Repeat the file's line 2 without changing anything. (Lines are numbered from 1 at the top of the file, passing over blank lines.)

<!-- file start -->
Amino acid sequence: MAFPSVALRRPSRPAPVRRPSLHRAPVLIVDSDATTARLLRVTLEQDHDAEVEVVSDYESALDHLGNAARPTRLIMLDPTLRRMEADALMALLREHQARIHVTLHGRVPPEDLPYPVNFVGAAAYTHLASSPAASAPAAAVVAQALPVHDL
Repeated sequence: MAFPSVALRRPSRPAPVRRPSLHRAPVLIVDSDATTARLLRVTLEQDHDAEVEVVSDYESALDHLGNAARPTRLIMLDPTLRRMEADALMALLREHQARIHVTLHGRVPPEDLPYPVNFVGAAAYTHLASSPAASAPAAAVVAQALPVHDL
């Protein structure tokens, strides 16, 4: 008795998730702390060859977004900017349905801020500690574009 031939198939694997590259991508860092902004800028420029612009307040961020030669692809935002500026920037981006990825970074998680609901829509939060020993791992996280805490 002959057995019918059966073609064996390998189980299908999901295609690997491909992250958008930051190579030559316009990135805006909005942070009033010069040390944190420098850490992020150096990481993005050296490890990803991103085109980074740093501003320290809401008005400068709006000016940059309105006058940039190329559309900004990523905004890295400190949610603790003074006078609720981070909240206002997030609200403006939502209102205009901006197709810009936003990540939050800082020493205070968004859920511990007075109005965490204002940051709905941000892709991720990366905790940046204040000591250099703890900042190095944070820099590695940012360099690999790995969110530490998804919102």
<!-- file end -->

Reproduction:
Repeated sequence: MAFPSVALRRPSRPAPVRRPSLHRAPVLIVDSDATTARLLRVTLEQDHDAEVEVVSDYESALDHLGNAARPTRLIMLDPTLRRMEADALMALLREHQARIHVTLHGRVPPEDLPYPVNFVGAAAYTHLASSPAASAPAAAVVAQALPVHDL